Georgia’s public university presidents and police chiefs were strongly opposed to letting people carry concealed handguns on college campuses. Now that Gov. Nathan Deal has signed the campus-carry law, it falls on them to figure out how to implement it before the next school year begins.
Opponents and supporters alike agree that the law Deal signed last Thursday could create complicated landscapes for concealed weapon permit-holders to navigate when they carry their handguns on campus.
The law, which takes effect July 1, excludes on-campus preschools, faculty or administrative offices, disciplinary hearings and areas where high schoolers take college classes. Also off-limits to concealed weapons are dormitories, fraternity and sorority houses and buildings used for athletic events.
Lawmakers provided no instructions on how campuses should implement the law, unlike the approach Texas lawmakers used last year, which gave campuses latitude on policies, as long as they don’t effectively prohibit people from carrying.
In a message to leaders of the University System of Georgia’s 28 institutions, Chancellor Steve Wrigley asked individual campuses not to change their policies and said the system will provide guidance.
“We recognize that many have strong feelings about this new law,” Wrigley wrote. “It is important that we all work together across our campuses to implement the new law appropriately and continue to provide a top-quality education to our students.”
A confusing law
Janet Frick chairs the University of Georgia’s governing faculty body, called the University Council, and has worked at the Athens campus for 20 years as a psychology professor. She opposed allowing any guns on campus and now can’t figure out how system administrators will make sense of the law’s many exemptions.
She worries that the natural flow of campus will create constant problems for people who choose to carry but don’t have secure places to leave their guns. Students will move in and out of exempted spaces all day, attending classes that may include high school students, working in the library and meeting with professors, she said.
In Kansas, Johnson County Community College uses YouTube to prepare for concealed carry.
“These exemptions are a lot to keep track of,” she said. “You would hope students who aren’t able to secure a weapon just won’t bring it to campus.”
Deal’s strenuous objections to guns on campus in last year’s veto of a similar bill had many Georgians hoping the outgoing Republican governor, who is term-limited and plans to retire next year, would issue another veto. But Deal said in a written message released Thursday evening that he was swayed by the new exclusions lawmakers wrote into this year’s version.
“These excluded areas represent the most ‘sensitive places’ on a college campus,” Deal wrote. “It is altogether appropriate that weapons not be allowed in these areas. I appreciate the thoughtful consideration given by the General Assembly in expanding these excluded areas within a college campus in this year’s bill.”
Deal said the law may have “greater significance” for students and faculty while traveling to and from campus. A ban, he wrote, requires permit-holders to leave their weapons behind and “assailants can, and do, target these students knowing full well that their victims are not permitted to carry protection.”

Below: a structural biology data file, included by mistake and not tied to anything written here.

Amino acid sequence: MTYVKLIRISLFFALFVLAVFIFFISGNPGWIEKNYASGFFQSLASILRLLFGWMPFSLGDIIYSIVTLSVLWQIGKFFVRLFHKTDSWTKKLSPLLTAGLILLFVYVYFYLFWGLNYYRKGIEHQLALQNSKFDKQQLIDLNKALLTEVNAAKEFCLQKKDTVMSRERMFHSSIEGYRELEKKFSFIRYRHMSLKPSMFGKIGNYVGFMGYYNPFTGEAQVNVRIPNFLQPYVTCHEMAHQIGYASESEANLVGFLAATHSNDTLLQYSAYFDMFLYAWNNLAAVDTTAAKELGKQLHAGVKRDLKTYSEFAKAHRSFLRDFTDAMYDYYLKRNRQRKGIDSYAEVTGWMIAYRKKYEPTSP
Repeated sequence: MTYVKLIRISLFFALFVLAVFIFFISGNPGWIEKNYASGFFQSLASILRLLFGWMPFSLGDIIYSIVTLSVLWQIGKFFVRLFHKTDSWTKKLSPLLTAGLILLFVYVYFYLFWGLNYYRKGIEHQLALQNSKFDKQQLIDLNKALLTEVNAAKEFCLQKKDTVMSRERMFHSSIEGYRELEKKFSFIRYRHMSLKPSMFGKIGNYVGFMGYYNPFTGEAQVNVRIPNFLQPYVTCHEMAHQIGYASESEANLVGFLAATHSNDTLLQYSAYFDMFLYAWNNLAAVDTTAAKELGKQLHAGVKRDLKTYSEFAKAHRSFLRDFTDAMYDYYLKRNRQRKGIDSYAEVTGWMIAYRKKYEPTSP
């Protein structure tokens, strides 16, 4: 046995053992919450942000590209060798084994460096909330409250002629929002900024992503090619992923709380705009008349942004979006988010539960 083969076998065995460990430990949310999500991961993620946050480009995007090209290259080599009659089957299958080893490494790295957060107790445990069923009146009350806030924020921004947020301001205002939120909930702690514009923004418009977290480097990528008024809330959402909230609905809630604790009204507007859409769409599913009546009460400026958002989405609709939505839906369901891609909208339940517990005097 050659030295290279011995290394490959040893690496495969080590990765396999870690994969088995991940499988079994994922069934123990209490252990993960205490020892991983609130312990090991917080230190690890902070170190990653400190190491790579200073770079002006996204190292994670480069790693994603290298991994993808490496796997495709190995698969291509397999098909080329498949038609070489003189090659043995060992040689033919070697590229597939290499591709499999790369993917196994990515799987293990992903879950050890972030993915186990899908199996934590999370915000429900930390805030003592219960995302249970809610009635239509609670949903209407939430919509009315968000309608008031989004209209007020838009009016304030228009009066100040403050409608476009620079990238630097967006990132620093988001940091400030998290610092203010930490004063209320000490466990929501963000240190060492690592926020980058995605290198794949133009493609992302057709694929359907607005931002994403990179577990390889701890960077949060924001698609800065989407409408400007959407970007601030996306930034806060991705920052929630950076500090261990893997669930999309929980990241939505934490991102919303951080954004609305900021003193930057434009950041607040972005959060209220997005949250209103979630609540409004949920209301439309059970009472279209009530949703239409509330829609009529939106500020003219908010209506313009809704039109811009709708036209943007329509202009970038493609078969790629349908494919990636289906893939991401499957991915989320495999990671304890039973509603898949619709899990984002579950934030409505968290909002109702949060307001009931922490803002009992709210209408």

Dallin Larsen, a 30-year-old doctoral student at the University of Georgia, said he often feels nervous leaving the library at 1 or 2 a.m. and walking across campus to his truck. He also worries about his wife, Keely, when she’s on campus alone at night as a medical student.
Larsen has a state permit to carry concealed and off-campus frequently uses a holster that he said hides any sign he’s carrying.
“People around me aren’t going to know,” Larsen said. “I’m going to keep it covered and follow the exceptions because that’s the law.”
He acknowledges that carrying won’t always be practical under the new law and said he’ll follow the terms. For instance, Larsen said he will leave his handgun at home on days he plan to meet with a professor in his or her office.
Some Ohio colleges won’t act on state concealed carry law.
Georgia joins nine other states that allow concealed weapons to be carried on campuses. Permit-holders must be at least 21 — or at least 18 with proof of basic training or active service in the military. Applicants must provide fingerprints for a criminal record check, and undergo an additional federal background check.
Violations by “weapons carry license holders” are misdemeanors, punishable by $25 fines and no jail time.
Tom Saccenti, president of the National Association of Campus Safety Administrators, said his chief concern would be accidental discharges and confusion when officers responding to crime reports encounter a permit-holder with a gun who’s attempting to help. Training offered to gun owners and required of law enforcement can help prevent both problems, said Saccenti, the chief of police at Furman University in South Carolina.
“It’s the law,” he said. “So the question now is: How can we work within this and make it better for our campuses?”